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How should other cultural perspectives influence how we read scripture? In a recent podcast from Faith & Whatever, hosts James Yuile and Josh Carman interview Dr. Kip Lines to find out. My summary of their conversation and notes follow.
Dr. Kip Lines is a professor of Intercultural Studies at Hope International University in Fullerton, CA, USA. He completed his Ph.D. in Intercultural Studies from Asbury Theological Seminary in Lexington, KY, USA following a career as a missionary in the Turkana region of Kenya. (Dr. Lines also recorded an episode discussing the pitfalls and possibilities within short-term mission trips.)
Reflection on how a community receives the Bible for the first time (2:59)
Early in their tenure among the Turkana peoples of Kenya, a translation of the Bible in their local language was completed and presented to the community. This event highlighted the ways that different cultures relate to written text and the ways that people will process information and reality and raised the question about how to connect the community’s existing interpretive practice with this “new” scripture.
Divination Methods as an Interpretive Method (5:04 and 16:33)
Dr. Lines provides an example from the Turkana culture that illustrates one of the ways that the community “read” and understood their current situation. The traditional practice of extispicy, or reading entrails, was brought into the training for how to read the Bible by utilizing the valuable aspects of group participation and a concern for the current situation of the community. This process was not without its critics, however, as later reflection upon this practice was dismissed by some, as Dr. Lines recounts. For others, however, it was liberating to hear that “the way that someone in their own context already knows and understands things is a valid way for them to use to interpret scripture”.
This story resonates with me, as it illustrates the positive cultural associations of a practice that can easily be dismissed as “occult” or “backwards thinking”. If we begin with a negative connotation, we lose what possibilities there are for incorporation into the Christian experience, as well as the people for whom these practices are significant. A similar example is the use of drumming and sweats in North American indigenous communities.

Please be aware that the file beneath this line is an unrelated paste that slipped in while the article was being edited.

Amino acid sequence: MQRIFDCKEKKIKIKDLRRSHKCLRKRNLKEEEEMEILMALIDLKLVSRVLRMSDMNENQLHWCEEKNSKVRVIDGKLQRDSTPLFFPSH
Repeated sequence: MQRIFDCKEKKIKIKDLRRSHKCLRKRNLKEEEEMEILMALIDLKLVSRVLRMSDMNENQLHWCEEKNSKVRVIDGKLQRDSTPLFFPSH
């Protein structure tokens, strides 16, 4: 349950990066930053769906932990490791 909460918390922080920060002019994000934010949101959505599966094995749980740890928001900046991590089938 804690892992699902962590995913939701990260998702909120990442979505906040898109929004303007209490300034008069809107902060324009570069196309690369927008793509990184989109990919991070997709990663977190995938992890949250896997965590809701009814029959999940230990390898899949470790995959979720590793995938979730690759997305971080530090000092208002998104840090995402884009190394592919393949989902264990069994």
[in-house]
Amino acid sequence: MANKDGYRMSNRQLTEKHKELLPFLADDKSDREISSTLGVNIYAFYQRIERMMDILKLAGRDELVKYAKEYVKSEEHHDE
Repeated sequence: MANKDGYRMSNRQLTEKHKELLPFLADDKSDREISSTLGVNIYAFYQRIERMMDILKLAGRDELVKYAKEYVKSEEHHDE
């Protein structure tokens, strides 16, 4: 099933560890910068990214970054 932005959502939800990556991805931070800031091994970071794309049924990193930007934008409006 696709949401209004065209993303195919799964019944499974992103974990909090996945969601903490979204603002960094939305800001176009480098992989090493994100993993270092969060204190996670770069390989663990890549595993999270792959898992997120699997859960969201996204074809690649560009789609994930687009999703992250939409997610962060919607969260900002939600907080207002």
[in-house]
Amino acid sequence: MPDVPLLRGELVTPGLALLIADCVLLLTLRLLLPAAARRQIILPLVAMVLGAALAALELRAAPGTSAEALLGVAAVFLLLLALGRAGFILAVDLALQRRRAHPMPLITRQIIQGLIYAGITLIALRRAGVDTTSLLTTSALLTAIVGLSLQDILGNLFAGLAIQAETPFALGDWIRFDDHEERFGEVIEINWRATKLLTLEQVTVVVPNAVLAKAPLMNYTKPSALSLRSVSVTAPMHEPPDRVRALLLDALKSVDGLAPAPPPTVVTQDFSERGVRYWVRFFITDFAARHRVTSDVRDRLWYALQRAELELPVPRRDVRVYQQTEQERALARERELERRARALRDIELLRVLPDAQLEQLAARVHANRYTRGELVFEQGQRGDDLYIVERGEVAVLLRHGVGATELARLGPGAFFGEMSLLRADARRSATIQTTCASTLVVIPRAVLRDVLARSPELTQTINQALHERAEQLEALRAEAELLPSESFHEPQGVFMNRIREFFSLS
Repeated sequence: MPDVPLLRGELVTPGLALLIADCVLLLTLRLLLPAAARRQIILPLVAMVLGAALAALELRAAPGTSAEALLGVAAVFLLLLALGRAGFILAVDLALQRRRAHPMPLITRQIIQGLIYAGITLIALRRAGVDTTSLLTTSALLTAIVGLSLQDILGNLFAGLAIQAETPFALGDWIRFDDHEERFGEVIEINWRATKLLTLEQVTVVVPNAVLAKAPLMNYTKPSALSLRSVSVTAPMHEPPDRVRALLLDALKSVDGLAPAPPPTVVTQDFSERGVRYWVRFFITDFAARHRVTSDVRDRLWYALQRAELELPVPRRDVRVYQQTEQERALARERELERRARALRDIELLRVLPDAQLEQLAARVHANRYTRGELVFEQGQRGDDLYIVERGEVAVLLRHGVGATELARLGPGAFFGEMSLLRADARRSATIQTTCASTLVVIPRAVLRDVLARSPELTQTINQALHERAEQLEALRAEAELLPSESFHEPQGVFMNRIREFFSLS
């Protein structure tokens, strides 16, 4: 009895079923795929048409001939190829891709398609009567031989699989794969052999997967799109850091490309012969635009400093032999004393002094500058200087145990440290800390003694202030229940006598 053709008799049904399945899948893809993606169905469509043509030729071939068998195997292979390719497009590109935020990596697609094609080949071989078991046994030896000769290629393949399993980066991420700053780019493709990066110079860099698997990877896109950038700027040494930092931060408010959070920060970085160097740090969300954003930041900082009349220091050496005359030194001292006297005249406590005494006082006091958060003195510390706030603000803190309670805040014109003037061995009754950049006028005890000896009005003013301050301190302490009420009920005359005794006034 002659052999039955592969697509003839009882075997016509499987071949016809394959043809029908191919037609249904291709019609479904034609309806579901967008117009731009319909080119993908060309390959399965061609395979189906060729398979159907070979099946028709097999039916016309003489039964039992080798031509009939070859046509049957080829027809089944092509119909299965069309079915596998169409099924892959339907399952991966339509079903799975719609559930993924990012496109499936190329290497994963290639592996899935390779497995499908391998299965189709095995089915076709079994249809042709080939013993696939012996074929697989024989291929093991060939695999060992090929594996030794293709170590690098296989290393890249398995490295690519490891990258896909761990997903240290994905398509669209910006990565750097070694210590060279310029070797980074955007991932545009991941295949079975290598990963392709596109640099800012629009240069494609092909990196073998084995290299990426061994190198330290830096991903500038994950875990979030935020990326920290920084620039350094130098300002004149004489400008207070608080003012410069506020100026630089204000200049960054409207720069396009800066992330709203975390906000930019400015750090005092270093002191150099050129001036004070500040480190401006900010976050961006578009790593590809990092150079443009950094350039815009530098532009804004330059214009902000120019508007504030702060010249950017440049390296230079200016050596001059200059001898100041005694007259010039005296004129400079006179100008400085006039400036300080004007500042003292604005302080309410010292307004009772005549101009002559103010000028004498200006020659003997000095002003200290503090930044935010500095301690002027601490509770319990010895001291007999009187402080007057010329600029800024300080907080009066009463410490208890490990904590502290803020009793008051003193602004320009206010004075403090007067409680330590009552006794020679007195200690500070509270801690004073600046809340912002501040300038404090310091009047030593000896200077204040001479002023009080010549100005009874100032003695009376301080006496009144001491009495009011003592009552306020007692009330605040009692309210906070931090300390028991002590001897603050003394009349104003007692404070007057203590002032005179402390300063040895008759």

Note: These sections can be used in a small-group or Bible study session to present the topic and then discuss the ramifications. Many Bible studies function this way, as people each share their understanding of the material and application to their life. This is effectively the same interpretation, but we have removed the shared meal.
The Tension in Western Theology and Using the Wesleyan Quadrilateral (10:35)
Turning to the Wesleyan Quadrilateral and its balance of using Scripture, Reason, Experience, and Tradition, there is a framework to process different perspectives. Typically, these cultural perspectives will fall under the category of Experience, though we also need to pay attention to how we assume Western priority for Reason and Tradition as well.
Christology and Different Perspectives (17:40)
Using cultural context as the starting point for understanding Christ (Christology), different aspects are highlighted and affirmed. Redeemer and Savior are two elements that are typical in a Western, American perspective, but Brother, Ancestor, Diviner are other possibilities. (See this post for an example of reading Colossians 1:15-20 with Ancestor in mind.)
From this discussion, Yuile illustrates a tension that we are familiar with terms like “Son of God” for Jesus and that Christians are “children of God”, but there is hesitancy to describe ourselves as “brothers and sisters of Christ”. I see this as a deficiency of the English language (and, perhaps, of the family structures) that there is not a sufficient vocabulary for elder brother/primary-generation-head that conveys significance
As these perspectives come together, we have this expansion of the truth of who Christ is. We also can see more clearly how Western assumptions can creep into our theology and practice. A lot of hand-wringing takes place over “boyfriend-Jesus” language used in contemporary worship and preaching in the United States. Setting aside the implications of this understanding, the process by which the image occurs is similar: utilizing something cultural familiar as a metaphorical basis for organizing our thoughts about Christ (consciously or not). Are there limitations to this practice? Of course. But we cannot adequately approach the ends without recognizing this influence of the means. And the goal is not to sanctify one specific conclusion, but to endow the process with attentiveness to the Spirit of Christ.